If the supercommittee doesn’t do jobs, jobs won’t get done
Rep. John Larson doesn’t just think the “supercommittee” should be tasked with job creation and deficit reduction.
The Connecticut Democrat thinks that if any jobs bill is to have chance of passing anytime soon, it’s going to need to go through the supercommittee. The reason? Time. The year may not be over, but for Congress, the end is closer than you might think.
“If you look at Congress’ calendar and go all the way out to December 23,” says Larson, “we have 36 legislative days left. This is the only committee with a chance to accomplish the daunting task before us in the time we have this year.”
It’s also, Larson notes, the only committee empowered to keep Congress busy until the end of the year. Every committee relevant to deficit reduction -- and that’s a lot of them -- has to send the supercommittee a set of recommendations by Oct. 14. The panel must present a plan for $1.5 trillion in additional spending cuts by Thanksgiving or risk pulling an automatic trigger for deep reductions to federal agencies and defense programs. That forces its members to go through separating good ideas from bad ones, figuring out which policies they could live with and which they couldn’t, and generally doing the hard work necessary to pass legislation. The terms of the debt-ceiling deal force them to do that for deficit reduction. Nothing forces them to do that for job creation. And when no one is forcing Congress to get something done, it usually doesn’t get done.
Larson has introduced legislation offering the supercommittee three ways to add jobs to their mandate: Either the existing supercommittee should commit to returning recommendations on jobs, or it should add four new members and create a sub-supercommittee on jobs, or it should create a parallel supercommittee on jobs.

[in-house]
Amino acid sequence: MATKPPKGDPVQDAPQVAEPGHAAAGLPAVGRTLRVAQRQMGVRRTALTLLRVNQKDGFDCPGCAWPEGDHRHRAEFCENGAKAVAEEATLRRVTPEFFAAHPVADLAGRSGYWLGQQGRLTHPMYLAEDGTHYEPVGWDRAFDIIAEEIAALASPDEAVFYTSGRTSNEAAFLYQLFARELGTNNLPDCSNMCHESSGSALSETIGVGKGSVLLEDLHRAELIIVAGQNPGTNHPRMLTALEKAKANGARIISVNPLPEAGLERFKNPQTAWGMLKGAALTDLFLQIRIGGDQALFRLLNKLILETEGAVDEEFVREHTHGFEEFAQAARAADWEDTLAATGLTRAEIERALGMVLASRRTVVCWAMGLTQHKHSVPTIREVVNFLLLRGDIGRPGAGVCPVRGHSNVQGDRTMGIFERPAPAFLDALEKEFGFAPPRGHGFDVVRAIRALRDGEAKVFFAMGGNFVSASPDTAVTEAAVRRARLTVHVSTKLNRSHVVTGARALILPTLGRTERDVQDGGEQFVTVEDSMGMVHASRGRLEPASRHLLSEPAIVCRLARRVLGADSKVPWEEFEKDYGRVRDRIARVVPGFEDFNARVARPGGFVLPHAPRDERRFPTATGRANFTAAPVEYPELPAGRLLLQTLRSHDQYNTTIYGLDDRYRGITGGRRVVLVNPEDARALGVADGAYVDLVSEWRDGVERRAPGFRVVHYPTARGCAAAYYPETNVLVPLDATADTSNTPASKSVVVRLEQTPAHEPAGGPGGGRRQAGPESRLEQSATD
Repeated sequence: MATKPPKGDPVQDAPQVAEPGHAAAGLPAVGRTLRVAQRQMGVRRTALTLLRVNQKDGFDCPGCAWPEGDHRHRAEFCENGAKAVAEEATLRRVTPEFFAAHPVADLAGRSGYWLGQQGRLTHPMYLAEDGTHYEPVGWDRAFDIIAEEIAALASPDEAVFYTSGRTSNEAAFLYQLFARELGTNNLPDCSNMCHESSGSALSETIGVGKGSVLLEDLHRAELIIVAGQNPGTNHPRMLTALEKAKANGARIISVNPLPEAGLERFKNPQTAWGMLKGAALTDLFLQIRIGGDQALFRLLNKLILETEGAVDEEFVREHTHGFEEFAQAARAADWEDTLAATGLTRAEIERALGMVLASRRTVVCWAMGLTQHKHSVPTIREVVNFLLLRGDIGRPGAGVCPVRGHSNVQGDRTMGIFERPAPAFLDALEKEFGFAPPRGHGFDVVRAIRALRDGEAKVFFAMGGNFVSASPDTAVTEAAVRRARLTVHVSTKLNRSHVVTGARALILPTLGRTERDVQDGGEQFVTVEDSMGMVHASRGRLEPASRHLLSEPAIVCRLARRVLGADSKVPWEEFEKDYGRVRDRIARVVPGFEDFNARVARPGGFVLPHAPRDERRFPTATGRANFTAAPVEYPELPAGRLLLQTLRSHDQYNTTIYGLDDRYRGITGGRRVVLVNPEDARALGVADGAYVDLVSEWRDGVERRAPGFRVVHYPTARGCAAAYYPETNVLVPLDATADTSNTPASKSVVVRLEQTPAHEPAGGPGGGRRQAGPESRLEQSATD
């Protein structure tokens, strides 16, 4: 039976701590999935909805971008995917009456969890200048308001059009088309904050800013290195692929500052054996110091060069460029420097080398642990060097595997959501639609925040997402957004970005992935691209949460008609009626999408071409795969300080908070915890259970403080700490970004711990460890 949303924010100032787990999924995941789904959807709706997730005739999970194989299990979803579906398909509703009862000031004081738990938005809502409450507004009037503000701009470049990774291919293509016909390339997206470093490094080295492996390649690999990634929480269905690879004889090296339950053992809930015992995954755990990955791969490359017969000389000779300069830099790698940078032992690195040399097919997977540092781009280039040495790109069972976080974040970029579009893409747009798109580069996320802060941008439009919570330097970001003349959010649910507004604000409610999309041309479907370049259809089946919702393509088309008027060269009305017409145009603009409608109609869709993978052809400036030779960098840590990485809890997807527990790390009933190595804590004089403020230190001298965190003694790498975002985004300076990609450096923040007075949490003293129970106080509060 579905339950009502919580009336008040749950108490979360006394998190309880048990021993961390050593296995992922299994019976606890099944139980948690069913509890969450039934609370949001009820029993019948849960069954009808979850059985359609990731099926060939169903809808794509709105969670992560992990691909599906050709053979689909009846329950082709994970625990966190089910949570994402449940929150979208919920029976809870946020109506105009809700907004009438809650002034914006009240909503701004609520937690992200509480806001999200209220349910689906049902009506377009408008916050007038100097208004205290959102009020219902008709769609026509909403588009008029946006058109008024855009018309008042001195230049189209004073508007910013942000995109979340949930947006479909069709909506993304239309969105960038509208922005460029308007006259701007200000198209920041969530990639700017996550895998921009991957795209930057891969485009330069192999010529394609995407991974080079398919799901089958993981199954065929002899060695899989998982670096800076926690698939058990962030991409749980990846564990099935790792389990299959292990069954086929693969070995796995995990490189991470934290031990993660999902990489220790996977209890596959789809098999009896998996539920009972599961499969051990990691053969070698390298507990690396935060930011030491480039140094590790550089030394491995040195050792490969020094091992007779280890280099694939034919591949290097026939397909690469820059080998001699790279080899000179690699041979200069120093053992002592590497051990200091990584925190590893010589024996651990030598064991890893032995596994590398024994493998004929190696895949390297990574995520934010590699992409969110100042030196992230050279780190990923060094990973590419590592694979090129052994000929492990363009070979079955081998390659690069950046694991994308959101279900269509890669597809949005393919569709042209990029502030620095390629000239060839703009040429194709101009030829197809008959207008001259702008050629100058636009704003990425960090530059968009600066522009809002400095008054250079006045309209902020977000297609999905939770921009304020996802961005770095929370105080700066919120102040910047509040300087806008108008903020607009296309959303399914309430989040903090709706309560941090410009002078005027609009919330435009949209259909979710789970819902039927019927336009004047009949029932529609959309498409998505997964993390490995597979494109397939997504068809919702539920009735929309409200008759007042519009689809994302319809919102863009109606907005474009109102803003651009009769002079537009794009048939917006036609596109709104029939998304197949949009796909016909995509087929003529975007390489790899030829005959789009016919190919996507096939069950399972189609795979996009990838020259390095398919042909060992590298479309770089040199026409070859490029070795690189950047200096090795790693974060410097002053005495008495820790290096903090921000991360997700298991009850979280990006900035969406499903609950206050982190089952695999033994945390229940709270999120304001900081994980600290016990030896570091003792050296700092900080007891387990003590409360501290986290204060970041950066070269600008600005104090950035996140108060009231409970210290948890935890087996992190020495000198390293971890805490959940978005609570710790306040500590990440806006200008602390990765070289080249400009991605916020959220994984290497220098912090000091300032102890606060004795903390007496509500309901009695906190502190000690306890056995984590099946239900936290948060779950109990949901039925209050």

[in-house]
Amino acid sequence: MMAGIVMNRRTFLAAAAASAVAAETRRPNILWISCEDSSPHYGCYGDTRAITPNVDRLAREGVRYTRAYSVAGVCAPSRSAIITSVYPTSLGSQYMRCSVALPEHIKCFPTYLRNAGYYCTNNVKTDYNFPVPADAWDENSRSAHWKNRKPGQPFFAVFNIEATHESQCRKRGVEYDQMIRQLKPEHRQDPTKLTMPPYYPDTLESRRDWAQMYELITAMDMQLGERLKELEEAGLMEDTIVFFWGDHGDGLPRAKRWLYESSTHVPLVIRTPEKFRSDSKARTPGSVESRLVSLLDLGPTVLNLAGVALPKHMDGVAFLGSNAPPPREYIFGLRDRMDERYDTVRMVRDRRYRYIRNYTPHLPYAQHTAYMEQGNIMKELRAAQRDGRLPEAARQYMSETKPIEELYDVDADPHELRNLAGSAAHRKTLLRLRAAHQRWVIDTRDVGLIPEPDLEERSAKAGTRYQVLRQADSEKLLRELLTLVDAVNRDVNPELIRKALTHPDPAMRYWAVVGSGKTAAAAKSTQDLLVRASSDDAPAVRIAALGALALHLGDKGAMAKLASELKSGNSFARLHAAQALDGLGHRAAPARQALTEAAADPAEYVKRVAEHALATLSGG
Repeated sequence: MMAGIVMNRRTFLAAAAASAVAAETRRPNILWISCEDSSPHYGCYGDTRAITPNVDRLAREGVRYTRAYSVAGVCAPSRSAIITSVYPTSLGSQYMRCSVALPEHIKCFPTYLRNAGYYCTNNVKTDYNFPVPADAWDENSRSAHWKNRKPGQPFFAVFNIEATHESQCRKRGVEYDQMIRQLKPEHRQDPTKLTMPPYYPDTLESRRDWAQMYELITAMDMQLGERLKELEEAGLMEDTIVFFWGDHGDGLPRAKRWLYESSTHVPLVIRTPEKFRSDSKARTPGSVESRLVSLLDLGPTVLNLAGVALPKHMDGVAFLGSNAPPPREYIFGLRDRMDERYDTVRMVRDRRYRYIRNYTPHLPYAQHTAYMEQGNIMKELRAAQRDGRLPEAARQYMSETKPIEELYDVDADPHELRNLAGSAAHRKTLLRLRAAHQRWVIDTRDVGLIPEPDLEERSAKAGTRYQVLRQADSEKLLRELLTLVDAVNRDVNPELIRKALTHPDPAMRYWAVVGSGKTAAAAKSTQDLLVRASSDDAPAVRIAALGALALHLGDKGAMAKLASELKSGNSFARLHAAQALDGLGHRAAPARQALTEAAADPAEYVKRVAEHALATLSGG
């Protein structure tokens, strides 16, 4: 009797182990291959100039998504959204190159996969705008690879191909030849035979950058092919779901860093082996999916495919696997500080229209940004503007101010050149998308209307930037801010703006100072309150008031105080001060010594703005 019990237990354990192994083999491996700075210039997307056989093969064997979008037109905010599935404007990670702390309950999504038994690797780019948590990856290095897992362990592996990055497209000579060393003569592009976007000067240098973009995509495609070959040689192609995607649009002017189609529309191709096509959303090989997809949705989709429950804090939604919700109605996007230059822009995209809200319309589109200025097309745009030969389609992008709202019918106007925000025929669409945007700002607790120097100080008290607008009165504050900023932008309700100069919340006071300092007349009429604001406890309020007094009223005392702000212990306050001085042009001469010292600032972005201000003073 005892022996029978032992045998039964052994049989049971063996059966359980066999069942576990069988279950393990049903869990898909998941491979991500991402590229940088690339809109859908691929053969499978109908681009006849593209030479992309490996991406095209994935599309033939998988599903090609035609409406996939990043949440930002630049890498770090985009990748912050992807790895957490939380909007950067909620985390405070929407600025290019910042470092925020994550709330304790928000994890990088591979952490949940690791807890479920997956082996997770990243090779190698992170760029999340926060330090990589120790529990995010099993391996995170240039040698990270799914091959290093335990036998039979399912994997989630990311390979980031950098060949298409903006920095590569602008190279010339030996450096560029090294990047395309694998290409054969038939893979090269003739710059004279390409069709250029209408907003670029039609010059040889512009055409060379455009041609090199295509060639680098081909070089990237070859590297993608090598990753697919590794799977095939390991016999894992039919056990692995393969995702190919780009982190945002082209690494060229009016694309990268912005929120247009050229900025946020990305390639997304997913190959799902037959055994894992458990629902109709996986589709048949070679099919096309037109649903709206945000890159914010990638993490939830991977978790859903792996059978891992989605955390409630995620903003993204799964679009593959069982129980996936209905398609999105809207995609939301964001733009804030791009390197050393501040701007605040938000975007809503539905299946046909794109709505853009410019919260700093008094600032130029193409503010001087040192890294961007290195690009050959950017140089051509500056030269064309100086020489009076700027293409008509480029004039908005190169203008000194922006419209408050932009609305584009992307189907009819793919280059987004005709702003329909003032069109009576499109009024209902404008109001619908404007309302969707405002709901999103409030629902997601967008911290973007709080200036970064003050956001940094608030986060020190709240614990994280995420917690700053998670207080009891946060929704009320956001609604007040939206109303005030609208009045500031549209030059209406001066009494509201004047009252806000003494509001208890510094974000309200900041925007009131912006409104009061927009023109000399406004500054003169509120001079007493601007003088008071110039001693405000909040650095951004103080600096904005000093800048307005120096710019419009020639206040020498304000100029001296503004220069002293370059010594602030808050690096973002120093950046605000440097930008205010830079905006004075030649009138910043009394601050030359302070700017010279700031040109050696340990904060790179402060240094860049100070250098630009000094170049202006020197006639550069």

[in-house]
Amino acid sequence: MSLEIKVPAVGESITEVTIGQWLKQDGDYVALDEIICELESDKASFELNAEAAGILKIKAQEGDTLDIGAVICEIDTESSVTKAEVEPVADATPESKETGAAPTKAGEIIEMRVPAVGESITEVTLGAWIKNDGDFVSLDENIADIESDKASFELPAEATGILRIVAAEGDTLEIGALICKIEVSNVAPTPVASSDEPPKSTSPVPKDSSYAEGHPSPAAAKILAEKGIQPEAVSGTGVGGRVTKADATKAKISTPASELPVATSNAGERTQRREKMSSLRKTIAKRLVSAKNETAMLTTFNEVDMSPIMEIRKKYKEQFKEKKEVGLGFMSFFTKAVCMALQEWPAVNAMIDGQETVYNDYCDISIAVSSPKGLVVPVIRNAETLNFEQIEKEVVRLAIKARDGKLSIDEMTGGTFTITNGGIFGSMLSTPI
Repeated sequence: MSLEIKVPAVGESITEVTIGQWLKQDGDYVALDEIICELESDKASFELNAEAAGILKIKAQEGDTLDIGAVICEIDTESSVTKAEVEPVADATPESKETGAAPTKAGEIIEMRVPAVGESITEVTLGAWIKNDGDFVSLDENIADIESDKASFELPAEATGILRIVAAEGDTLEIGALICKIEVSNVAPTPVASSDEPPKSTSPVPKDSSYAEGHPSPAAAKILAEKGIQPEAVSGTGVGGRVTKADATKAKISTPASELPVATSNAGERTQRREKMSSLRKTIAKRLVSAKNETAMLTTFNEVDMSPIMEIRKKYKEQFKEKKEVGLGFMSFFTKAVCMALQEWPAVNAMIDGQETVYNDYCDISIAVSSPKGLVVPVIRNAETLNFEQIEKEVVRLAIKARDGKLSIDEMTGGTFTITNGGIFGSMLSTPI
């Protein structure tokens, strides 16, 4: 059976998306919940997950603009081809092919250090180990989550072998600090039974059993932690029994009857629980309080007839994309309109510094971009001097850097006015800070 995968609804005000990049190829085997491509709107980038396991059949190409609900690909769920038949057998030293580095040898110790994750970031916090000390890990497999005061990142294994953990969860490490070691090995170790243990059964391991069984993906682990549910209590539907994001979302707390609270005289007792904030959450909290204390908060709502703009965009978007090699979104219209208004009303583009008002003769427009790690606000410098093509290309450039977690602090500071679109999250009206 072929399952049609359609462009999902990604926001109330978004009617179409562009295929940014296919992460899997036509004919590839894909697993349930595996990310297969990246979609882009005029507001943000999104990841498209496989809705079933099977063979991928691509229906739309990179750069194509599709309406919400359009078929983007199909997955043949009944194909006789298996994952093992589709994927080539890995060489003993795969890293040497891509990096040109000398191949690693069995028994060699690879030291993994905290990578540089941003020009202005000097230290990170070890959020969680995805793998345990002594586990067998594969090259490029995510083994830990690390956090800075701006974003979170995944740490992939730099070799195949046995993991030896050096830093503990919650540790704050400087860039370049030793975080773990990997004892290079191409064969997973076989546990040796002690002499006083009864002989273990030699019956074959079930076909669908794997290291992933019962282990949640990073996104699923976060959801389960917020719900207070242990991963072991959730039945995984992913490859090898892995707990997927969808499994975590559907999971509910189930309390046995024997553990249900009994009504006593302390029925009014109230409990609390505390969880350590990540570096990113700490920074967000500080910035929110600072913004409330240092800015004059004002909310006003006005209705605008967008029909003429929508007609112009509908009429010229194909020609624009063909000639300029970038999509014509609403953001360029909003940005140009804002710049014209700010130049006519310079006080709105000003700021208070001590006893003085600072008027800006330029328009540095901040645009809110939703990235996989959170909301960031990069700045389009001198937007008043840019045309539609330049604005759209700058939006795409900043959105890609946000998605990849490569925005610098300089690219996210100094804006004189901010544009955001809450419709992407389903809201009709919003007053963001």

But there’s one other option I brought up to Larson: The Democrats -- or, for that matter, the Republicans -- on the committee could simply refuse to vote for any recommendations that don’t include sufficient action on jobs. The committee needs Democratic votes and, ultimately, a presidential signature.
Failure to secure any of those things would lead inevitably to the trigger. As such, either party could unilaterally add jobs to the agenda, and back that addition up with the trigger, simply by refusing to clear any package that didn’t include employment.
Larson wasn’t willing to go quite that far in our conversation. “To be fair to the committee,” he said. “they are kind of walking on eggshells. They want this to succeed.” That means his path forward requires support from Democrats and Republicans. So I asked him whether there was interest in his proposals from the other side of the aisle.
“We’re getting there,” he said. “And when I say we’re getting there, without giving people up who have come up to me and said, ‘Hey, we agree with you but we’re looking at our leadership here,’ I have at least a dozen members who have approached me and said, ‘You’re on the money with this.’ The question is whether we can get them to be part of the effort.“